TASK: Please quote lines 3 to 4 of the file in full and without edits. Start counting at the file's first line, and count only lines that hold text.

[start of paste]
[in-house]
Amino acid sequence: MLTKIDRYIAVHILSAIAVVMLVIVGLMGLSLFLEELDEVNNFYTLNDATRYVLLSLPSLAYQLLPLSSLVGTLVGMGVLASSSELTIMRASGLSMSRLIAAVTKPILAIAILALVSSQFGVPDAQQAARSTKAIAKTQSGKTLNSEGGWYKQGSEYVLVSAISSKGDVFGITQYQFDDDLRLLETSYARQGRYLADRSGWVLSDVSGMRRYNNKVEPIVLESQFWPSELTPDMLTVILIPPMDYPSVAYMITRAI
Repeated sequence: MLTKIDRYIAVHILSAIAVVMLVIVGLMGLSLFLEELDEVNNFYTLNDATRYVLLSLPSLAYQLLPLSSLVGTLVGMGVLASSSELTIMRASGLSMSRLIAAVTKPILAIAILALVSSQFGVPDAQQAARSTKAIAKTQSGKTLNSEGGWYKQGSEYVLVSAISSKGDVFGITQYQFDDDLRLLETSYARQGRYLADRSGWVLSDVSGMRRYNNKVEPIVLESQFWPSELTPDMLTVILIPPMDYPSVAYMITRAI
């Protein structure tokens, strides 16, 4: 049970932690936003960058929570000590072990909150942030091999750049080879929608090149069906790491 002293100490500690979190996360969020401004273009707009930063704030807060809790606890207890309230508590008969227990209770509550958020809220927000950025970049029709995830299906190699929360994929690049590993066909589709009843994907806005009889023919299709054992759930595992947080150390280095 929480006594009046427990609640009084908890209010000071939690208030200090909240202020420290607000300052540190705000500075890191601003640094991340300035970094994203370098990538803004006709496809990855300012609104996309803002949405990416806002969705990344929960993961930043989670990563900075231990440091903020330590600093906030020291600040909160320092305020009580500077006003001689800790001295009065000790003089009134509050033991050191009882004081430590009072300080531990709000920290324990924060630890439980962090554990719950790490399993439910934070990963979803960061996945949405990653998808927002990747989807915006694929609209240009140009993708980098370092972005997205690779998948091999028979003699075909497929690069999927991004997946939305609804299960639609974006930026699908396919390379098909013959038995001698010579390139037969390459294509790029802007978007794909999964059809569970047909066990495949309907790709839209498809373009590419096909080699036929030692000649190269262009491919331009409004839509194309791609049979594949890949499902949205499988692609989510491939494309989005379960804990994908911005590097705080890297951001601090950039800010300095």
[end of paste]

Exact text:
Repeated sequence: MLTKIDRYIAVHILSAIAVVMLVIVGLMGLSLFLEELDEVNNFYTLNDATRYVLLSLPSLAYQLLPLSSLVGTLVGMGVLASSSELTIMRASGLSMSRLIAAVTKPILAIAILALVSSQFGVPDAQQAARSTKAIAKTQSGKTLNSEGGWYKQGSEYVLVSAISSKGDVFGITQYQFDDDLRLLETSYARQGRYLADRSGWVLSDVSGMRRYNNKVEPIVLESQFWPSELTPDMLTVILIPPMDYPSVAYMITRAI
């Protein structure tokens, strides 16, 4: 049970932690936003960058929570000590072990909150942030091999750049080879929608090149069906790491 002293100490500690979190996360969020401004273009707009930063704030807060809790606890207890309230508590008969227990209770509550958020809220927000950025970049029709995830299906190699929360994929690049590993066909589709009843994907806005009889023919299709054992759930595992947080150390280095 929480006594009046427990609640009084908890209010000071939690208030200090909240202020420290607000300052540190705000500075890191601003640094991340300035970094994203370098990538803004006709496809990855300012609104996309803002949405990416806002969705990344929960993961930043989670990563900075231990440091903020330590600093906030020291600040909160320092305020009580500077006003001689800790001295009065000790003089009134509050033991050191009882004081430590009072300080531990709000920290324990924060630890439980962090554990719950790490399993439910934070990963979803960061996945949405990653998808927002990747989807915006694929609209240009140009993708980098370092972005997205690779998948091999028979003699075909497929690069999927991004997946939305609804299960639609974006930026699908396919390379098909013959038995001698010579390139037969390459294509790029802007978007794909999964059809569970047909066990495949309907790709839209498809373009590419096909080699036929030692000649190269262009491919331009409004839509194309791609049979594949890949499902949205499988692609989510491939494309989005379960804990994908911005590097705080890297951001601090950039800010300095």